Aside from some further tweaking, Cloudburst is officially done. And with two weekends to go! And, yes, there are pics in here.
So, let's start off with a quick pic.
Ah, yes. Here we go. The doubles are working correctly, and everything was going swell. I had the first three levels complete, and decided to go for four. I had always imagined it would be a four or five level game.
Well, it ends at four.
I stepped up the timers so that they generate clouds nearly constantly. One random timer goes off between .75 seconds (remember, to keep the clouds from colliding with their own clones, I needed at least .65 seconds between appearances) and 2.5 seconds. The other runs between .75 seconds and 2 seconds. I put them in and started it up to see how it was working.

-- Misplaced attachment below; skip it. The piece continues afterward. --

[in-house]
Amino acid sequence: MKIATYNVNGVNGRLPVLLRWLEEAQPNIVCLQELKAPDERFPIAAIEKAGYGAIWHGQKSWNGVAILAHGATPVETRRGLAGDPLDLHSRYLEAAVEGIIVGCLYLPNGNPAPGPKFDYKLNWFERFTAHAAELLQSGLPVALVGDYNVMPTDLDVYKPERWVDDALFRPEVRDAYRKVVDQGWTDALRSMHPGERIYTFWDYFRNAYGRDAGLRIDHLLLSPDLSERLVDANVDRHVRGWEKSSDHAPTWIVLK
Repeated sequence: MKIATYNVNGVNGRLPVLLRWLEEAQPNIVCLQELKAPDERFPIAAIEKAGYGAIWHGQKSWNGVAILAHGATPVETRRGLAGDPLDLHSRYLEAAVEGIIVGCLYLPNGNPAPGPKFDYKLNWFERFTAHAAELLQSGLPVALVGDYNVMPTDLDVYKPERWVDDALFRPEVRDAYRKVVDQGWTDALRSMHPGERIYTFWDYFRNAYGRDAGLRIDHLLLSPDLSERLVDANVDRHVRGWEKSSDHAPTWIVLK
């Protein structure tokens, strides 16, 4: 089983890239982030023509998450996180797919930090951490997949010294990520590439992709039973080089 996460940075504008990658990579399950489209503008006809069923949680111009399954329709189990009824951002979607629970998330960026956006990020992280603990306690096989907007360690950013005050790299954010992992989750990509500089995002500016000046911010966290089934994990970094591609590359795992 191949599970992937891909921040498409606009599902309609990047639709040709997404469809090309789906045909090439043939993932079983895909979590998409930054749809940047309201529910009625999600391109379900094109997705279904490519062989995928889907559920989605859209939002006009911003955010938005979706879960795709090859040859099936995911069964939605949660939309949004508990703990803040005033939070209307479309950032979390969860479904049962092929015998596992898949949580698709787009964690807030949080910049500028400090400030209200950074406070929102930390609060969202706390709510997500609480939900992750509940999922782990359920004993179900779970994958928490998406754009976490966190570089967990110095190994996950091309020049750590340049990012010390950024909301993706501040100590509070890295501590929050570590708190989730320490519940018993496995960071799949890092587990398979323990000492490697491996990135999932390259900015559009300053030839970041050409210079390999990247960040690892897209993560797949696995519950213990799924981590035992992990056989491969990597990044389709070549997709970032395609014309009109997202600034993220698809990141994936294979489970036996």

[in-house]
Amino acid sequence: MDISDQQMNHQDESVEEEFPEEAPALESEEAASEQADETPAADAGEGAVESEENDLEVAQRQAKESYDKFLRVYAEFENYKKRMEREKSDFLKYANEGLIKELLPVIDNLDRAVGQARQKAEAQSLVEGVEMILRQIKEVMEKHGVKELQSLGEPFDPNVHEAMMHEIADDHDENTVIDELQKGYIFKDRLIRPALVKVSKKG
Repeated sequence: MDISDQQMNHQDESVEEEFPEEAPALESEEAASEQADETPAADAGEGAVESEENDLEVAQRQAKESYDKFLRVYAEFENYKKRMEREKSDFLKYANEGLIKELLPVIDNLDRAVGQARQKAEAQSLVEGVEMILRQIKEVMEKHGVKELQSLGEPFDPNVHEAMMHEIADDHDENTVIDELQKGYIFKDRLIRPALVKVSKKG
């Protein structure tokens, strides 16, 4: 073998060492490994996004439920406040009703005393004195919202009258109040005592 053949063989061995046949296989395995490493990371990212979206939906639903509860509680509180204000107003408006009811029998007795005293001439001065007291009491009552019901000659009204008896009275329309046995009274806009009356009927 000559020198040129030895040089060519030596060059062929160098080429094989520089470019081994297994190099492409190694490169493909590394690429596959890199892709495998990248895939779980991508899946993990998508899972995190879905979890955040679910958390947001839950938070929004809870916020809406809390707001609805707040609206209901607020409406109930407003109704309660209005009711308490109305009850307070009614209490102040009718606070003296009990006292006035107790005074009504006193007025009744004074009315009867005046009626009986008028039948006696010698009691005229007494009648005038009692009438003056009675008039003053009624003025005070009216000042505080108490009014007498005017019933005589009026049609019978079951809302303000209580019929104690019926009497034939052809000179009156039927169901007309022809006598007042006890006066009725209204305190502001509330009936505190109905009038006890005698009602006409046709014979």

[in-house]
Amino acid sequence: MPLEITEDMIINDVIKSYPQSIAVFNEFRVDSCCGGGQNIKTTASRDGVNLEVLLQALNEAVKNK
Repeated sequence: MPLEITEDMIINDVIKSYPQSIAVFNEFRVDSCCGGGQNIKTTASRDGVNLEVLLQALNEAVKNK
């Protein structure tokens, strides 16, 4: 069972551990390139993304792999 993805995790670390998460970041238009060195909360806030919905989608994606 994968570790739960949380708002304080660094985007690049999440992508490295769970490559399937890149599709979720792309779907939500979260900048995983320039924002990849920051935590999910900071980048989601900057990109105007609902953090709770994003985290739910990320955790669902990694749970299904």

It was then that I realized just how cruel the game actually was.
Keep in mind, while testing it, I was doing pretty good, but didn't think it was all that difficult. Until a couple of beta testers gave it a whirl and bombed out in the second or shortly into the third stage. The fourth level, however, turns all the elements into a real battle for players to manage the screen.
Keep in mind the following design element: once you shoot a cloud once, shooting it again just wastes water, you don't get it back. My vision was that, as more clouds appeared, players would be more likely to squeeze off a well-placed shot at a cloud high on the screen. As it fell, it would take others with it, clearing the way, if you will, and replenishing all the water contained in the clouds. There was also the fact that I had fixed the collision detection so that, if the player was standing directly over a cloud when it generated, the player's shot wouldn't just pass straight through it.
That turned out to be a problem.